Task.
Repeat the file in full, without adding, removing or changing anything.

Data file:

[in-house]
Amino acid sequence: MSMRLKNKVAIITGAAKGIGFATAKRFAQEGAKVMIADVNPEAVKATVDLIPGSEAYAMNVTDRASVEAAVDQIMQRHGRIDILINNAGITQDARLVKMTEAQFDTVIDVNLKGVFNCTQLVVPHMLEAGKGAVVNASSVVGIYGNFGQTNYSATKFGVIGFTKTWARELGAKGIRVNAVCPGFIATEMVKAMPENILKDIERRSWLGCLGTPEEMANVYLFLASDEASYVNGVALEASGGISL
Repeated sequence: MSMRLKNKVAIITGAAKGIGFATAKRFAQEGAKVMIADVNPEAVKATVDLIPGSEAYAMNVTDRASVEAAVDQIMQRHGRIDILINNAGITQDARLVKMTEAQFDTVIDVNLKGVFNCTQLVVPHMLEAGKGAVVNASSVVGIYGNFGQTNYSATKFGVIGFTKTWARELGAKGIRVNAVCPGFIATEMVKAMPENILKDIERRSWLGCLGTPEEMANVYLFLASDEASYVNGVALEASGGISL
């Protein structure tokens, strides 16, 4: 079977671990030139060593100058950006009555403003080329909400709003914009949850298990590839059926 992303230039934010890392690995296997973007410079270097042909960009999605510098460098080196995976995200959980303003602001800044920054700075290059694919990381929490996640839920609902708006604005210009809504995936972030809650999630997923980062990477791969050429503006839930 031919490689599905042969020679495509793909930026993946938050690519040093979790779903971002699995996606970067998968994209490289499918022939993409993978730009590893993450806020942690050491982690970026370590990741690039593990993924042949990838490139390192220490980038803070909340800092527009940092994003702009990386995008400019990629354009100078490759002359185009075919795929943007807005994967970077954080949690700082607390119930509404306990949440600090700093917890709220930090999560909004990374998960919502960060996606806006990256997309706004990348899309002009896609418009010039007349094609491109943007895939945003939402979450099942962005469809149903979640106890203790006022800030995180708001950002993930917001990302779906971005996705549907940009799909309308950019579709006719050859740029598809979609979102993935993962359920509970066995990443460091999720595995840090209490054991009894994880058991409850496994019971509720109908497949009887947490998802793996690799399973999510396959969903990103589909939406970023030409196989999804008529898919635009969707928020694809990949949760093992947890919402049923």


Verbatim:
[in-house]
Amino acid sequence: MSMRLKNKVAIITGAAKGIGFATAKRFAQEGAKVMIADVNPEAVKATVDLIPGSEAYAMNVTDRASVEAAVDQIMQRHGRIDILINNAGITQDARLVKMTEAQFDTVIDVNLKGVFNCTQLVVPHMLEAGKGAVVNASSVVGIYGNFGQTNYSATKFGVIGFTKTWARELGAKGIRVNAVCPGFIATEMVKAMPENILKDIERRSWLGCLGTPEEMANVYLFLASDEASYVNGVALEASGGISL
Repeated sequence: MSMRLKNKVAIITGAAKGIGFATAKRFAQEGAKVMIADVNPEAVKATVDLIPGSEAYAMNVTDRASVEAAVDQIMQRHGRIDILINNAGITQDARLVKMTEAQFDTVIDVNLKGVFNCTQLVVPHMLEAGKGAVVNASSVVGIYGNFGQTNYSATKFGVIGFTKTWARELGAKGIRVNAVCPGFIATEMVKAMPENILKDIERRSWLGCLGTPEEMANVYLFLASDEASYVNGVALEASGGISL
């Protein structure tokens, strides 16, 4: 079977671990030139060593100058950006009555403003080329909400709003914009949850298990590839059926 992303230039934010890392690995296997973007410079270097042909960009999605510098460098080196995976995200959980303003602001800044920054700075290059694919990381929490996640839920609902708006604005210009809504995936972030809650999630997923980062990477791969050429503006839930 031919490689599905042969020679495509793909930026993946938050690519040093979790779903971002699995996606970067998968994209490289499918022939993409993978730009590893993450806020942690050491982690970026370590990741690039593990993924042949990838490139390192220490980038803070909340800092527009940092994003702009990386995008400019990629354009100078490759002359185009075919795929943007807005994967970077954080949690700082607390119930509404306990949440600090700093917890709220930090999560909004990374998960919502960060996606806006990256997309706004990348899309002009896609418009010039007349094609491109943007895939945003939402979450099942962005469809149903979640106890203790006022800030995180708001950002993930917001990302779906971005996705549907940009799909309308950019579709006719050859740029598809979609979102993935993962359920509970066995990443460091999720595995840090209490054991009894994880058991409850496994019971509720109908497949009887947490998802793996690799399973999510396959969903990103589909939406970023030409196989999804008529898919635009969707928020694809990949949760093992947890919402049923």